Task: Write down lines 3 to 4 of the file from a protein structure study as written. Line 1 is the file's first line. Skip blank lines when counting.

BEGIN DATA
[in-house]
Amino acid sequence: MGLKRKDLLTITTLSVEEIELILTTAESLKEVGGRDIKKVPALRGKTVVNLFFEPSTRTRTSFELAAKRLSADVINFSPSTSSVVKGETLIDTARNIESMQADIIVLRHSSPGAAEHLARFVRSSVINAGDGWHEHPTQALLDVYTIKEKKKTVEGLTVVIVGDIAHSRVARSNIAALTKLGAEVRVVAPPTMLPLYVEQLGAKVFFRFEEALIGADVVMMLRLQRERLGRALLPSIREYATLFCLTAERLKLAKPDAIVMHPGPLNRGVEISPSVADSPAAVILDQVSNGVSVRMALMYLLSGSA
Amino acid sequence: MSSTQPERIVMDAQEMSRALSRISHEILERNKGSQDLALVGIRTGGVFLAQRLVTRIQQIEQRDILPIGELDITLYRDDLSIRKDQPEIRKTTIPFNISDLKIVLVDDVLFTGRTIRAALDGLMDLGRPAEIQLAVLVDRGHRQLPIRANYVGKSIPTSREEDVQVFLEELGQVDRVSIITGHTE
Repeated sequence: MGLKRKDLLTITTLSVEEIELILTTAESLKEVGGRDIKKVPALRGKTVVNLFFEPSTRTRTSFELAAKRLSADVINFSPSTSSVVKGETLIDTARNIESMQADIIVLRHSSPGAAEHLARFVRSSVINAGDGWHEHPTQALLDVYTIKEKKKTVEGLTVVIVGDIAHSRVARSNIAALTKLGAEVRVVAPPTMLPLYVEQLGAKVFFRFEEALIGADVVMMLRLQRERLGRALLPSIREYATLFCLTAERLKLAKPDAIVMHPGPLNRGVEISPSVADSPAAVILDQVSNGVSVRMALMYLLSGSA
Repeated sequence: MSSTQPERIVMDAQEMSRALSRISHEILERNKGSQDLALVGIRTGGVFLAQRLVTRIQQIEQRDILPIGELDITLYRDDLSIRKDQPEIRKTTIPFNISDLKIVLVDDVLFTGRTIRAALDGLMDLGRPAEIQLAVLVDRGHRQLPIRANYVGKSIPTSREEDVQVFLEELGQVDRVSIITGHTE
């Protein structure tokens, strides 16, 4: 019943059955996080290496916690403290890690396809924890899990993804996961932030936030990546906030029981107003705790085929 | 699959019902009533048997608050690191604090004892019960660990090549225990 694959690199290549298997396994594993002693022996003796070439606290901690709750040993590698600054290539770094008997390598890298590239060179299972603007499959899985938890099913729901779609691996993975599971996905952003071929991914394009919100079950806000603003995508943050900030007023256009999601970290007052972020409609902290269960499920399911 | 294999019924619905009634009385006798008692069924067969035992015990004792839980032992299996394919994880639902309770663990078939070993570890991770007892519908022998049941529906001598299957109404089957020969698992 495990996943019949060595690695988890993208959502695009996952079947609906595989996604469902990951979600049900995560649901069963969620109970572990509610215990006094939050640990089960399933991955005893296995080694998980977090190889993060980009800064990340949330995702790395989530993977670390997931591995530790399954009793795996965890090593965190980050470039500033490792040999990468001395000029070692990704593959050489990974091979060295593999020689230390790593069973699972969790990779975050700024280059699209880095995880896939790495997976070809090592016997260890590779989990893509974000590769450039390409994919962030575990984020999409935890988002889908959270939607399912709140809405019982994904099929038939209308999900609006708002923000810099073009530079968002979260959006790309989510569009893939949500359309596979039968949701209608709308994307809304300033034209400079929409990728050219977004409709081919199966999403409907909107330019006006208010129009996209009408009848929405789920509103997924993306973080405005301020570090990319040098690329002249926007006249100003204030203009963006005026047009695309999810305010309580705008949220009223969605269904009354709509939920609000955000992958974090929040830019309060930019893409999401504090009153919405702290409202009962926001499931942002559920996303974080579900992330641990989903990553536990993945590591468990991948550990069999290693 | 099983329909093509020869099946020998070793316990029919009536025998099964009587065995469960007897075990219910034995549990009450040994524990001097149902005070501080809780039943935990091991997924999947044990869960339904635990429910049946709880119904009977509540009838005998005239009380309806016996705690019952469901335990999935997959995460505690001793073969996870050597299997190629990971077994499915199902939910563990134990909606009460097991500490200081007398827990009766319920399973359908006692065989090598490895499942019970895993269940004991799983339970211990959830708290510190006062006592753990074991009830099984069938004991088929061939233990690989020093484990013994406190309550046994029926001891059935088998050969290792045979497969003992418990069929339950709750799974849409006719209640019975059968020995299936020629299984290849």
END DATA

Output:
Amino acid sequence: MSSTQPERIVMDAQEMSRALSRISHEILERNKGSQDLALVGIRTGGVFLAQRLVTRIQQIEQRDILPIGELDITLYRDDLSIRKDQPEIRKTTIPFNISDLKIVLVDDVLFTGRTIRAALDGLMDLGRPAEIQLAVLVDRGHRQLPIRANYVGKSIPTSREEDVQVFLEELGQVDRVSIITGHTE
Repeated sequence: MGLKRKDLLTITTLSVEEIELILTTAESLKEVGGRDIKKVPALRGKTVVNLFFEPSTRTRTSFELAAKRLSADVINFSPSTSSVVKGETLIDTARNIESMQADIIVLRHSSPGAAEHLARFVRSSVINAGDGWHEHPTQALLDVYTIKEKKKTVEGLTVVIVGDIAHSRVARSNIAALTKLGAEVRVVAPPTMLPLYVEQLGAKVFFRFEEALIGADVVMMLRLQRERLGRALLPSIREYATLFCLTAERLKLAKPDAIVMHPGPLNRGVEISPSVADSPAAVILDQVSNGVSVRMALMYLLSGSA